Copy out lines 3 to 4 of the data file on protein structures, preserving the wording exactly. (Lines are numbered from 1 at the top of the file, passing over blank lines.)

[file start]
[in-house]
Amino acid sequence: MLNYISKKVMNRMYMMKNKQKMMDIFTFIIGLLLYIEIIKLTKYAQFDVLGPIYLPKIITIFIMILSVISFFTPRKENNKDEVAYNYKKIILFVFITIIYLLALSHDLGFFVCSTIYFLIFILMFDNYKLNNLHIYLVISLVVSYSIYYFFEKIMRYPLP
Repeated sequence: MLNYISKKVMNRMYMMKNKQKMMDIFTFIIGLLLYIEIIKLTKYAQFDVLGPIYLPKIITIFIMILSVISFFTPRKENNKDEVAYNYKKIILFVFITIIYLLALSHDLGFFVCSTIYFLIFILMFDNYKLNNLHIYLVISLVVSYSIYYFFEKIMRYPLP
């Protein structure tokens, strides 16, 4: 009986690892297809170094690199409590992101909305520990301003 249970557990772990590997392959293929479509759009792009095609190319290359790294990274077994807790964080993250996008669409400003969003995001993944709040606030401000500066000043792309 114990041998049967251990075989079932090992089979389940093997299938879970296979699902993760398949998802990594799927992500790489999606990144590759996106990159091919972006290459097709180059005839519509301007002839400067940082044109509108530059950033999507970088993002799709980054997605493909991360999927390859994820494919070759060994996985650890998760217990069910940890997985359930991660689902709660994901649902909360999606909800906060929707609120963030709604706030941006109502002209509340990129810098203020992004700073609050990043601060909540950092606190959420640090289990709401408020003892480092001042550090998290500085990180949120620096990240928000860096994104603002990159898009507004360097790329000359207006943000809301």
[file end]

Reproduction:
Repeated sequence: MLNYISKKVMNRMYMMKNKQKMMDIFTFIIGLLLYIEIIKLTKYAQFDVLGPIYLPKIITIFIMILSVISFFTPRKENNKDEVAYNYKKIILFVFITIIYLLALSHDLGFFVCSTIYFLIFILMFDNYKLNNLHIYLVISLVVSYSIYYFFEKIMRYPLP
């Protein structure tokens, strides 16, 4: 009986690892297809170094690199409590992101909305520990301003 249970557990772990590997392959293929479509759009792009095609190319290359790294990274077994807790964080993250996008669409400003969003995001993944709040606030401000500066000043792309 114990041998049967251990075989079932090992089979389940093997299938879970296979699902993760398949998802990594799927992500790489999606990144590759996106990159091919972006290459097709180059005839519509301007002839400067940082044109509108530059950033999507970088993002799709980054997605493909991360999927390859994820494919070759060994996985650890998760217990069910940890997985359930991660689902709660994901649902909360999606909800906060929707609120963030709604706030941006109502002209509340990129810098203020992004700073609050990043601060909540950092606190959420640090289990709401408020003892480092001042550090998290500085990180949120620096990240928000860096994104603002990159898009507004360097790329000359207006943000809301």